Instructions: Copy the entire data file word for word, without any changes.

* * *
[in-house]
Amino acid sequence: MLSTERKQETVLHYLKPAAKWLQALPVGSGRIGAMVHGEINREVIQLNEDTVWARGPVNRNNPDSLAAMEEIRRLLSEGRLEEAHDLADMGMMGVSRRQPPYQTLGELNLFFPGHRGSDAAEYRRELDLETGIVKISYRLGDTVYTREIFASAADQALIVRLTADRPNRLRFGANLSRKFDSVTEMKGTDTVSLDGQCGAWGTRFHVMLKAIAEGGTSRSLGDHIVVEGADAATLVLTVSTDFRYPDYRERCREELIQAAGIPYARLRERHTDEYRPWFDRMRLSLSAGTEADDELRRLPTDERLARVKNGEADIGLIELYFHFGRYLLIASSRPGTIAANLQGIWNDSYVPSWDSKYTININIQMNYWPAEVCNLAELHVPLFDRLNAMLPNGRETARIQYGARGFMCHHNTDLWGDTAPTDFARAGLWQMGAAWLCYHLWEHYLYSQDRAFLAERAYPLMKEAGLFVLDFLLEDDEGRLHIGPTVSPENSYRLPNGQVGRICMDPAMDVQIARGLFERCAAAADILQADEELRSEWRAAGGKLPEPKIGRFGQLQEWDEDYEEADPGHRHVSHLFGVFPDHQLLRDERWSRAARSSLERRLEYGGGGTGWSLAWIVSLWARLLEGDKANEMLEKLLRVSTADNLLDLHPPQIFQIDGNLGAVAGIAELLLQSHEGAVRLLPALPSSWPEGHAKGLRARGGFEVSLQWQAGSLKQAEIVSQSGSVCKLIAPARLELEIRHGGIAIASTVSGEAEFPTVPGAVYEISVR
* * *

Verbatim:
[in-house]
Amino acid sequence: MLSTERKQETVLHYLKPAAKWLQALPVGSGRIGAMVHGEINREVIQLNEDTVWARGPVNRNNPDSLAAMEEIRRLLSEGRLEEAHDLADMGMMGVSRRQPPYQTLGELNLFFPGHRGSDAAEYRRELDLETGIVKISYRLGDTVYTREIFASAADQALIVRLTADRPNRLRFGANLSRKFDSVTEMKGTDTVSLDGQCGAWGTRFHVMLKAIAEGGTSRSLGDHIVVEGADAATLVLTVSTDFRYPDYRERCREELIQAAGIPYARLRERHTDEYRPWFDRMRLSLSAGTEADDELRRLPTDERLARVKNGEADIGLIELYFHFGRYLLIASSRPGTIAANLQGIWNDSYVPSWDSKYTININIQMNYWPAEVCNLAELHVPLFDRLNAMLPNGRETARIQYGARGFMCHHNTDLWGDTAPTDFARAGLWQMGAAWLCYHLWEHYLYSQDRAFLAERAYPLMKEAGLFVLDFLLEDDEGRLHIGPTVSPENSYRLPNGQVGRICMDPAMDVQIARGLFERCAAAADILQADEELRSEWRAAGGKLPEPKIGRFGQLQEWDEDYEEADPGHRHVSHLFGVFPDHQLLRDERWSRAARSSLERRLEYGGGGTGWSLAWIVSLWARLLEGDKANEMLEKLLRVSTADNLLDLHPPQIFQIDGNLGAVAGIAELLLQSHEGAVRLLPALPSSWPEGHAKGLRARGGFEVSLQWQAGSLKQAEIVSQSGSVCKLIAPARLELEIRHGGIAIASTVSGEAEFPTVPGAVYEISVR